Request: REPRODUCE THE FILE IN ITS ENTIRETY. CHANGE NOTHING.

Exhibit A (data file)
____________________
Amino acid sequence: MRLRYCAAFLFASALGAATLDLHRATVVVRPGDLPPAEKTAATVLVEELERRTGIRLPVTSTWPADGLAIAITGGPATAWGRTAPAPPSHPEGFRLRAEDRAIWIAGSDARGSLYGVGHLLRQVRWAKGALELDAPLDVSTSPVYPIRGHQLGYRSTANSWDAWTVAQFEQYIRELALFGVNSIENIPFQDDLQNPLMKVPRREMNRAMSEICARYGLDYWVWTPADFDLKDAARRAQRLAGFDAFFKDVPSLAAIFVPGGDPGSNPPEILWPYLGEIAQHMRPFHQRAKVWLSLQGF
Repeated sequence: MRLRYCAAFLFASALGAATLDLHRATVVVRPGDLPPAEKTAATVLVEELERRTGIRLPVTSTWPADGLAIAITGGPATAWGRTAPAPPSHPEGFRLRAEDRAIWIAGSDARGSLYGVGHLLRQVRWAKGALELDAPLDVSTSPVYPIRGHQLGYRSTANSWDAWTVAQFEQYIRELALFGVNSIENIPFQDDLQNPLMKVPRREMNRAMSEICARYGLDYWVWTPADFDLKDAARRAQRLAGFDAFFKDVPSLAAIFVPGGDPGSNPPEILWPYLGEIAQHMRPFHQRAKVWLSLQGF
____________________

Amino acid sequence: MRLRYCAAFLFASALGAATLDLHRATVVVRPGDLPPAEKTAATVLVEELERRTGIRLPVTSTWPADGLAIAITGGPATAWGRTAPAPPSHPEGFRLRAEDRAIWIAGSDARGSLYGVGHLLRQVRWAKGALELDAPLDVSTSPVYPIRGHQLGYRSTANSWDAWTVAQFEQYIRELALFGVNSIENIPFQDDLQNPLMKVPRREMNRAMSEICARYGLDYWVWTPADFDLKDAARRAQRLAGFDAFFKDVPSLAAIFVPGGDPGSNPPEILWPYLGEIAQHMRPFHQRAKVWLSLQGF
Repeated sequence: MRLRYCAAFLFASALGAATLDLHRATVVVRPGDLPPAEKTAATVLVEELERRTGIRLPVTSTWPADGLAIAITGGPATAWGRTAPAPPSHPEGFRLRAEDRAIWIAGSDARGSLYGVGHLLRQVRWAKGALELDAPLDVSTSPVYPIRGHQLGYRSTANSWDAWTVAQFEQYIRELALFGVNSIENIPFQDDLQNPLMKVPRREMNRAMSEICARYGLDYWVWTPADFDLKDAARRAQRLAGFDAFFKDVPSLAAIFVPGGDPGSNPPEILWPYLGEIAQHMRPFHQRAKVWLSLQGF